I was driving with my best friend at 8 p.m. We were going to get milkshakes because, as she put it, “boys are dumb.” She had been going through a rough time with a serious boyfriend and she felt dragged along, lied to, ignored, disrespected, mocked, and unimportant. She loved this boy, but she was constantly sad and worried and upset. As we drove and she expressed her fears to me, she continually said, “I know it’s dumb I feel this way,” or, “it’s silly and invalid, but I feel. . .” She began to apologize when she became emotional.
I finally stopped her and told her that she had to stop disregarding her feelings and playing them off as dumb or unfair. I told her that what she was feeling was very real. She didn’t have to make up excuses or discount them, because it did feel raw and real to her.
We do that. We discount our feelings and we apologize saying that they aren’t valid– in relationships or trials or hard times, even in great and exciting times of joy.
The Terrible Twos
When we are young, we express our emotions intensely and unrestrained. We cry and scream and pout and hit. We haven’t learned about our feelings and we don’t know how to express them. We are taught often by an adult acknowledging our emotion.
“Are you sad?”
“Are you mad?”
“We don’t hit. Use your words.”
And so we begin to learn. Just as sure as we learn to say please and thank you, we learn to express our feelings in an appropriate manner.
Right of Passage
As we get older and learn how to use our words, we grow out of hitting and screaming, but we sometimes think we have grown out of feeling, too. We take the consequences of our actions as a consequence of the feeling that caused the action.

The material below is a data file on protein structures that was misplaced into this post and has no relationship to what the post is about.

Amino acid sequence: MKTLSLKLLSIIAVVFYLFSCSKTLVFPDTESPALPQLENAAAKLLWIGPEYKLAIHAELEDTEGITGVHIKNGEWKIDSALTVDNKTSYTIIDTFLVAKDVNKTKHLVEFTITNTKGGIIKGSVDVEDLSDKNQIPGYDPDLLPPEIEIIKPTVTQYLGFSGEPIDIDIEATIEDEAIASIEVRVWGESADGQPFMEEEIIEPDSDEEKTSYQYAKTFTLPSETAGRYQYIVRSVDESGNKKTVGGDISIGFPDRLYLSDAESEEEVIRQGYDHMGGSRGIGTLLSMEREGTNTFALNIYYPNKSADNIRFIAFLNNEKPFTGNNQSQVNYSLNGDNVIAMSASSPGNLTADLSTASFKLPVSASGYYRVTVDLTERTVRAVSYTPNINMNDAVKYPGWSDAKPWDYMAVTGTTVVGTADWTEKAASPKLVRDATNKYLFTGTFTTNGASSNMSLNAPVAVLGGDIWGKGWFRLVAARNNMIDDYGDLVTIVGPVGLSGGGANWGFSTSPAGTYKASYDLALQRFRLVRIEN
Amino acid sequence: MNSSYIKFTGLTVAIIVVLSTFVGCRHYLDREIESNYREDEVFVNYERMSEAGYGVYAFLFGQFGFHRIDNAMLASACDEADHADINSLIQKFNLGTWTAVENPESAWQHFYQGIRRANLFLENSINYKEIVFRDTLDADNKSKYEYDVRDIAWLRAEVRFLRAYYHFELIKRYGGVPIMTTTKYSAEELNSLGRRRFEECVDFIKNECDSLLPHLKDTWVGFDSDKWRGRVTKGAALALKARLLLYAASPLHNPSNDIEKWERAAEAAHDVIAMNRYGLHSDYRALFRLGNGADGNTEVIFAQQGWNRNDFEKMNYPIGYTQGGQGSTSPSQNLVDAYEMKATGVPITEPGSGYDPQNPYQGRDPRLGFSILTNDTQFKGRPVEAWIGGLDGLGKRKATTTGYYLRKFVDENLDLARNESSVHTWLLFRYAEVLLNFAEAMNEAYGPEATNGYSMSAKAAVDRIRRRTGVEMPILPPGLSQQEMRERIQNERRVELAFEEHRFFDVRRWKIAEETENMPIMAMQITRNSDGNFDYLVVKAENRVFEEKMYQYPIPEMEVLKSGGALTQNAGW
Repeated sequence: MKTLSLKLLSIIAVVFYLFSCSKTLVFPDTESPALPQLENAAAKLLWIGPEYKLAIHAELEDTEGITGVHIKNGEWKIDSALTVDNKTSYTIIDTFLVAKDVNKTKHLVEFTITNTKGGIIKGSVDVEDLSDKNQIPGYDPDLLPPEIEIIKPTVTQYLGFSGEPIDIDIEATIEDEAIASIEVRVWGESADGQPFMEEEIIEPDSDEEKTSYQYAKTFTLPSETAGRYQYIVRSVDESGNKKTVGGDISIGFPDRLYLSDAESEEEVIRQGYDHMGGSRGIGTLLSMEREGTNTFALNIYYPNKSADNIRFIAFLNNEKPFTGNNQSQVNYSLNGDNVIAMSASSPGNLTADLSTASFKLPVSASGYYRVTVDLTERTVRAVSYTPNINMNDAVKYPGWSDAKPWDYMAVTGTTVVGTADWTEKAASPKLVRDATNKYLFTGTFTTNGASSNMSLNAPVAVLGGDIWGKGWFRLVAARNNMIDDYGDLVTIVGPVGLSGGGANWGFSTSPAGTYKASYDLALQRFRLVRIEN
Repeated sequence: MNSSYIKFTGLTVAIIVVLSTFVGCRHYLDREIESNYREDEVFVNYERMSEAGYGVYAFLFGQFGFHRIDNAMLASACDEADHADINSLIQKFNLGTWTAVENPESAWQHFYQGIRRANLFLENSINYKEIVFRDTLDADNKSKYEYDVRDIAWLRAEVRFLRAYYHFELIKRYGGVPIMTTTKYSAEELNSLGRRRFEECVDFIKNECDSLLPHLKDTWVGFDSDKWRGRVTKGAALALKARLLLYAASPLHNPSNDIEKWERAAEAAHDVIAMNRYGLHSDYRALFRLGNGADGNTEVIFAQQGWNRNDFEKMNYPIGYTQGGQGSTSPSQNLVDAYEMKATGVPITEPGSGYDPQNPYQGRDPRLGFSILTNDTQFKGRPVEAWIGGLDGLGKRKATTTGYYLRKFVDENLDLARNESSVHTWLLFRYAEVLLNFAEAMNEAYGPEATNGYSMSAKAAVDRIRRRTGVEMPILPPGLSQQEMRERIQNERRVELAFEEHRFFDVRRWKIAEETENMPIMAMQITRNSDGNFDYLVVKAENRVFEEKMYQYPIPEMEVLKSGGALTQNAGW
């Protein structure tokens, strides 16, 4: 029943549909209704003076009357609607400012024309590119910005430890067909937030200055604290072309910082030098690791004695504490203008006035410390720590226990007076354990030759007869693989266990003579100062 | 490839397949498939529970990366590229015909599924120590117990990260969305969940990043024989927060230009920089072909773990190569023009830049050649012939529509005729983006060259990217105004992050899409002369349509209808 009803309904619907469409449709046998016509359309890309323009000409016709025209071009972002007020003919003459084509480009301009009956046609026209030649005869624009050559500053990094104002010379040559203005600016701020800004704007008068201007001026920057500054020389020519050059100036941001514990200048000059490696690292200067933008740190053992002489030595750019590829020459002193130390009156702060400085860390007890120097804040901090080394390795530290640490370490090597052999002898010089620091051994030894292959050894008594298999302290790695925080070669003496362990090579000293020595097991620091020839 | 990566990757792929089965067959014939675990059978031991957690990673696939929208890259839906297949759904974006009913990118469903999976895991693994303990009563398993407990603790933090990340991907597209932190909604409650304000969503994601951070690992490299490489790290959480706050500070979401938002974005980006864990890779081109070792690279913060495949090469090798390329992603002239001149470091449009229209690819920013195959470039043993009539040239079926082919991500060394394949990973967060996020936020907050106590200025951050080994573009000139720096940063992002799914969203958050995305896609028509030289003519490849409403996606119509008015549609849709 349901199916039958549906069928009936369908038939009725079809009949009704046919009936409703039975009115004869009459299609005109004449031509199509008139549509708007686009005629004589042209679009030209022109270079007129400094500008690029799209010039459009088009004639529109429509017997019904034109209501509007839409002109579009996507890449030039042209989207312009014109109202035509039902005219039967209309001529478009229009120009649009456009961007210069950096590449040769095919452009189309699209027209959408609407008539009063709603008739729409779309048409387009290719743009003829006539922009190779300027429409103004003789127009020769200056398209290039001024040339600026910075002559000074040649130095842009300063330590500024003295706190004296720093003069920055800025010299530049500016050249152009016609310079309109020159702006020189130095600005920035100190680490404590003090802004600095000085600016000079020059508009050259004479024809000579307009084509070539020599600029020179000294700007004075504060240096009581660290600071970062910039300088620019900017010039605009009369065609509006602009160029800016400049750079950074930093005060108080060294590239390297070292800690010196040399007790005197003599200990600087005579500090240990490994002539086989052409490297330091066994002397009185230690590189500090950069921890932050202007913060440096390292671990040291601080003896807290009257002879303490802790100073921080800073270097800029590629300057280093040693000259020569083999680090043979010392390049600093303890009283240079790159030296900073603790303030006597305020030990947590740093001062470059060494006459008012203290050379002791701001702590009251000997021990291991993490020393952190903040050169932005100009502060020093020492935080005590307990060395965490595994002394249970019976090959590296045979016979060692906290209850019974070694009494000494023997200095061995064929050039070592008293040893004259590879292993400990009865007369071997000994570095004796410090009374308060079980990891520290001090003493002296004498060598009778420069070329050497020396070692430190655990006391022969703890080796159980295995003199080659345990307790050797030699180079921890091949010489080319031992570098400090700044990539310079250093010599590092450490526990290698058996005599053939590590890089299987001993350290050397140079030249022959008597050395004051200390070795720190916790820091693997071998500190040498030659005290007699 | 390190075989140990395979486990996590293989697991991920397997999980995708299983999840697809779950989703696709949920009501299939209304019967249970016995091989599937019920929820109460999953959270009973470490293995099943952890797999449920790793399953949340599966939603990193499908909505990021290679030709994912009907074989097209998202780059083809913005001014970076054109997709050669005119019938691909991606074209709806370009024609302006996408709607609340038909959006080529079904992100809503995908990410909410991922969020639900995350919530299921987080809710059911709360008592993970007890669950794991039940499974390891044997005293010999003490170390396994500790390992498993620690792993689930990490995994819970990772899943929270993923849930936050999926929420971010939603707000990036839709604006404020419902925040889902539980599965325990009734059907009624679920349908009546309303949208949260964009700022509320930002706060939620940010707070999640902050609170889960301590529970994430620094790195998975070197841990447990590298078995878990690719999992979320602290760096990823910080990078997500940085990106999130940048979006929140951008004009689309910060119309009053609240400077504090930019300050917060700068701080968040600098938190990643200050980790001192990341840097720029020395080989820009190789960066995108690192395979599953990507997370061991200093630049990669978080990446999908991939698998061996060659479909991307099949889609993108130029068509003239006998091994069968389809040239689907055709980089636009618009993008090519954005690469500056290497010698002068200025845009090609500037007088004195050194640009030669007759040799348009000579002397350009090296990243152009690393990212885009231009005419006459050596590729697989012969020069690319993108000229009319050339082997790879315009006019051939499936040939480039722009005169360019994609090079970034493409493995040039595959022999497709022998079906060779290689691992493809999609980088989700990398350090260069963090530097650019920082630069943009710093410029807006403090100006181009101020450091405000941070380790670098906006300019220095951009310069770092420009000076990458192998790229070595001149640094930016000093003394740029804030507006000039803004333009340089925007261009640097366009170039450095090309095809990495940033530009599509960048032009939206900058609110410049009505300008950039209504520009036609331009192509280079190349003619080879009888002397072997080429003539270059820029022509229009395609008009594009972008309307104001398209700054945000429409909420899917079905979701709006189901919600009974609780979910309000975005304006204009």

We forget that feeling mad isn’t bad, but spreading rumors and acting rashly is. We forget that feeling hurt isn’t bad, but rallying and revenge is.
We begin to be blamed for being too sad or too excited or too upset. We begin to be blamed for feeling. We begin to be blamed for being human.
You are allowed to feel– whether that be a short burst of frustration or prolonged sadness. You are allowed to feel deeply and show that emotion and talk about it and absorb it and ponder on it.
If you take the time to feel, if you don’t bury it and discount it, but accept it and address it and understand where it’s coming from, you will see more clearly and act more rationally. You will be more at ease with yourself and understand yourself more.
So cry, vent, write, draw, run, cope– and remember that it’s fine to feel.